They then examine the issue of gender (correctly called sex ). Using the same model and keeping all the qualities imbued to that of their respective classes, they assign men to the role of oppressor and women to oppressed. If you bear in mind that of the oppressor class it is said "all values in a society are the values of the ruling (oppressor) class and these values seek only to benefit them," you can understand why feminists believe a single mother household to be superior, or at least as good as, to that of a 2 parent father-in household. No evil oppressing man around to imbue our children with those values that only benefit men. Then if Marx was right, lacking those values that oppress, we will create a more egalitarian society. Equality for everyone!! What simplistic drivel.
If you are buying this to use as a textbook in a course that requires it, drop the course and find another that doesn't deal with diversity, they all approach the subject the same way.
If you're buying this for any other reason, buy it used and cheap and only because you want to understand where the diversity crowd has went wrong. There is no truth, no understanding, no common sense to be found here. God save us all!
I was assigned this book and read selected articles from it in a course regarding race, class, and gender. Contrary to the first review given on this book, I did not find there to be an inherent "anti-male" bias. This book helps give the reader insight into research being done on issues of R,C, and G; often Kendall includes opposing viewpoints on a particular subject so as to illustrate the current debate going on in the field.
It is very thorough in demonstrating the arbitrary nature of our social constructs of race, class, and gender; how people who fall in distinct categories within these constructs view their status; and then leaves it up to the reader to make their own decision on the topic.
I highly recommend this book as part of an on-going study of R,C, & G issues in the U.S. today.
This is a well composed collection of articles that gives a very thorough glimpse of our society and the problems that the social constructs of race, class, and gender provide. This reader provides a nice balance of issues and does not focus too much on any one problem.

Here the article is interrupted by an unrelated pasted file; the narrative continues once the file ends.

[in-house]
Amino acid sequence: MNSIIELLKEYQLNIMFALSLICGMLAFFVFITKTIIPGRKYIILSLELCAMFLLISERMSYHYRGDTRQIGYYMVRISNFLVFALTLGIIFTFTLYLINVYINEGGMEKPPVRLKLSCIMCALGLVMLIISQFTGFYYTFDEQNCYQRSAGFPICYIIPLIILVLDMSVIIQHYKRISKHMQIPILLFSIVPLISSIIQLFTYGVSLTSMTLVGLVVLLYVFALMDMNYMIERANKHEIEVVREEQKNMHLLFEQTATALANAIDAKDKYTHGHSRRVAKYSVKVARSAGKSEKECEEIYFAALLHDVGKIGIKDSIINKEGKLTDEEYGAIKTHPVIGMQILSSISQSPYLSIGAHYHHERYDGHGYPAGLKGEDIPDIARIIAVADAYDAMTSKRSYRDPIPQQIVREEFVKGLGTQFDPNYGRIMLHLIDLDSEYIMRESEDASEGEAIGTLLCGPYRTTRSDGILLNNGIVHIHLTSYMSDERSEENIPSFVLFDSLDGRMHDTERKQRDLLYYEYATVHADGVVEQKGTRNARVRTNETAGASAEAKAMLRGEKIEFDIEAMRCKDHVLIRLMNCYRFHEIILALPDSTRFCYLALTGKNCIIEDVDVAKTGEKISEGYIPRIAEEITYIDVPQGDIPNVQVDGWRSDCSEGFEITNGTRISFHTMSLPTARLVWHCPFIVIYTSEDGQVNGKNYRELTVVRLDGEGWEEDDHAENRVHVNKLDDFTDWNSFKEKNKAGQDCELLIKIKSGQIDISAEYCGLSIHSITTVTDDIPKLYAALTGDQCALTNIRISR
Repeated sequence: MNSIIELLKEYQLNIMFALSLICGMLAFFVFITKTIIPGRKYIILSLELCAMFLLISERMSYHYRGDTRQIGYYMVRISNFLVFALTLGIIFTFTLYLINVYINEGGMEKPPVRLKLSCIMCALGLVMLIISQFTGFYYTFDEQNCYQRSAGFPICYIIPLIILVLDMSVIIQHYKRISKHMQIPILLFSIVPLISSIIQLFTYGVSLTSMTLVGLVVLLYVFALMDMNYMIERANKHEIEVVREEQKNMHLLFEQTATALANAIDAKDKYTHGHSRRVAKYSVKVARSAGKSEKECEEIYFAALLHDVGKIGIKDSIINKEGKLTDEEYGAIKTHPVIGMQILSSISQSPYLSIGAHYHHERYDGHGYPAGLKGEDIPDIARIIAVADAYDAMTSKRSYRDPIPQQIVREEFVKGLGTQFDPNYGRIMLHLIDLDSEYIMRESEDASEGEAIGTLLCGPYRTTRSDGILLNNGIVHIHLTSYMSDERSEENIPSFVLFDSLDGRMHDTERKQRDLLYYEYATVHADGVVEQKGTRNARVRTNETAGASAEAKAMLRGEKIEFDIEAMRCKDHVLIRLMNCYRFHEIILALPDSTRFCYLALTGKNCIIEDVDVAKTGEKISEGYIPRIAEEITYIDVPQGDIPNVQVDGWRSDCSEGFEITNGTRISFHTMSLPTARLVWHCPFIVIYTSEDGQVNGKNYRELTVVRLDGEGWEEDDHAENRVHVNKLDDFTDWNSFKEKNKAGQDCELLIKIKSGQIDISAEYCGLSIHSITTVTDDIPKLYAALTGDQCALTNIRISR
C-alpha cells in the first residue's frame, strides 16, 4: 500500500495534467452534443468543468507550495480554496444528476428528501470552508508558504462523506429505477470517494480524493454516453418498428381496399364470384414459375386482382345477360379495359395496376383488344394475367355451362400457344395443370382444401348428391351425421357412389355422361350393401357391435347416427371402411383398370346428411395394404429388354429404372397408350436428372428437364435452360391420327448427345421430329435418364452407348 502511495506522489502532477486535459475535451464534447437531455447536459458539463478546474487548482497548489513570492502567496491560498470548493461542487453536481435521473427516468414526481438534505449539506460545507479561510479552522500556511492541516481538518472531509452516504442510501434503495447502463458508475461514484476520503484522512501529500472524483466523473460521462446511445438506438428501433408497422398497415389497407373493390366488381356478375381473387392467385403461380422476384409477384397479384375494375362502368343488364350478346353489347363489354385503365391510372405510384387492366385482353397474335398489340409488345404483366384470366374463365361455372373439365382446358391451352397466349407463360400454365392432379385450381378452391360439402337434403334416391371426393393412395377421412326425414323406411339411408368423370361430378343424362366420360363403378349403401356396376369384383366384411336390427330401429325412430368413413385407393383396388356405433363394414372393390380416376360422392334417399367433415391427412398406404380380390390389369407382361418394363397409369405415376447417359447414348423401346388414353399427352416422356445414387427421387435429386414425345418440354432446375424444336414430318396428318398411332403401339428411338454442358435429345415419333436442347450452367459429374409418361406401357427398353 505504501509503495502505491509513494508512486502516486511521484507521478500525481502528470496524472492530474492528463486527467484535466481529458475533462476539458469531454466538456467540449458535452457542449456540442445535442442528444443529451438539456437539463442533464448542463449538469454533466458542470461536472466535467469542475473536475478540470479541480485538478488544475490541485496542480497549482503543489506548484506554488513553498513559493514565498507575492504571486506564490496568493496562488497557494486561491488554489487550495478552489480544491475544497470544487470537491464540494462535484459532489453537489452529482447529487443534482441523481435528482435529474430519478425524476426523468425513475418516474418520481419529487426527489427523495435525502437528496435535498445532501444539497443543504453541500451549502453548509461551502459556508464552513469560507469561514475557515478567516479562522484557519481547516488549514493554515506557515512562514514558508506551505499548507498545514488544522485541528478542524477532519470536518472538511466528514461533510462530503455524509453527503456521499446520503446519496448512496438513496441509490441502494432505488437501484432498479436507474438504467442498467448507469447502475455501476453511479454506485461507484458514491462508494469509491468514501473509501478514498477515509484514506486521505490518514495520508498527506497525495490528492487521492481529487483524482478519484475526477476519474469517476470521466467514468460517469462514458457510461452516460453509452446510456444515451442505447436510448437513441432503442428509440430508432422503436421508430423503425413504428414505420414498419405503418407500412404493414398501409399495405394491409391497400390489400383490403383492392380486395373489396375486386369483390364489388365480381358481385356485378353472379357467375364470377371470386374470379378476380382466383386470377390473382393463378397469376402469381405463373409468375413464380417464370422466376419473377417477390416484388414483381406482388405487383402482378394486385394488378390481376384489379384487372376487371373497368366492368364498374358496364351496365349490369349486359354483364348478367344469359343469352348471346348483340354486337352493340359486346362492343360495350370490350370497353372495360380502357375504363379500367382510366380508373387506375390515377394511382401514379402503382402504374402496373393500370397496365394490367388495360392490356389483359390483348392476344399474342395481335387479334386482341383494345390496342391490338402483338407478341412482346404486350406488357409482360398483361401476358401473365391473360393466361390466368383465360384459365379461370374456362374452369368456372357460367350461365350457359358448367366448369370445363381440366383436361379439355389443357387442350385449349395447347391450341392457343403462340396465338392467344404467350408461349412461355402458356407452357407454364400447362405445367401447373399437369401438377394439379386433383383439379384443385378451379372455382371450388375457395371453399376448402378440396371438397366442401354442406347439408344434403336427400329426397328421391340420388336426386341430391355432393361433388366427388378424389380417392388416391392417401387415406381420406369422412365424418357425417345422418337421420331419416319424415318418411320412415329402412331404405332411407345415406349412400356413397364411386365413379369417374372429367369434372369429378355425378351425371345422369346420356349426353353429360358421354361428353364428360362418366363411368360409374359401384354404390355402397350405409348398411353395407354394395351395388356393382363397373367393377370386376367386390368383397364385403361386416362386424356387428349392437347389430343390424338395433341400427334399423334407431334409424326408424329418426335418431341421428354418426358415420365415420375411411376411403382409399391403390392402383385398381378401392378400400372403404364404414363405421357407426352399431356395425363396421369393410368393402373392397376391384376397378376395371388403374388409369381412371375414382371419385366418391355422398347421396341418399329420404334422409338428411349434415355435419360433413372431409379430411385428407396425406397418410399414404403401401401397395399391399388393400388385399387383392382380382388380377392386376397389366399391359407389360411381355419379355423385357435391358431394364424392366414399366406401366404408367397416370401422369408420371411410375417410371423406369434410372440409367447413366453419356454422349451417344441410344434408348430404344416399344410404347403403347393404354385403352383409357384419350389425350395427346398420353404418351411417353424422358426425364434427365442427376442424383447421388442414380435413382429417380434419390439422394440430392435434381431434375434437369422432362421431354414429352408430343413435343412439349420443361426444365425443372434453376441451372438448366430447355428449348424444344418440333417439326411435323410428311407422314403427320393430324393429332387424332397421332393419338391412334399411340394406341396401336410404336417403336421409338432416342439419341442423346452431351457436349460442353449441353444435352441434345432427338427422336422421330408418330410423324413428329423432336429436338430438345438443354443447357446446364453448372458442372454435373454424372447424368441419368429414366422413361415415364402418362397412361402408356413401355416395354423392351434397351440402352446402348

My personal favorite was an article about cosmetic surgery. The authors challenge the assumptions that it is natural for women to have cosmetic surgery, that there is one set view of "beauty," and that a woman's body is always in need of repair.
This reader is all about challenging assumptions. If you would like a more accurate view of the world, I would highly recommend this book. It certainly opened my eyes.
I actually read this before I took a class with Dr. Kendall. I enjoyed the book because it's about exposing what we know, but are afraid to admit. All of her books are based on research, interviews, and some personal experiences. You have to take into account that this book was written for people that are beggining their studies in Sociology. This book is good for people who want an insight into how our race, class and gender play a role in identity politics. If you do not have a background or interest in Sociology, this probably is not the book for you.
black coffe
In my recent study of sociology, I read this book for a Race, Class, and Gender course. It provided supplemental information to a course that helped students develop an understanding of the constructs of race, class, and gender in a modern society. The reader provided a cultural mix of authors on broad topics concerning race, class, and gender as they pertain to American Society today. I would highly reccomend this book, as it has helped me not only in my undergraduate studies, but it will continue to help as I begin writing a thesis on how race, class, and gender effect the socialization of America's children.
After reading this book for a college course in Sociology, I found it thought provoking, informative, and an excellent source for stimulating class discussions. The compilation of articles help me better understand the issues of race, class, and gender confonted in society today. The diverse collection of articles helped me as a student form my own opinions about current issues in society while making me aware of situations and concerns occuring in other areas of the country. I highly recommend this book whether it is for a class or to simply gain a greater understanding of our society.
Diana Kendall has put together a fine collection on structures of race, class, and gender in the United States. The articles are well-balanced - from how "whites" learn that they are "white" to how sports reinforce many gender stereotypes. I have found that this reader works extremely well in the classroom, especially in leading students to ask new questions about race, class, and gender in contemporary society. For anyone interested in bettering their view of society, I highly recommend this text.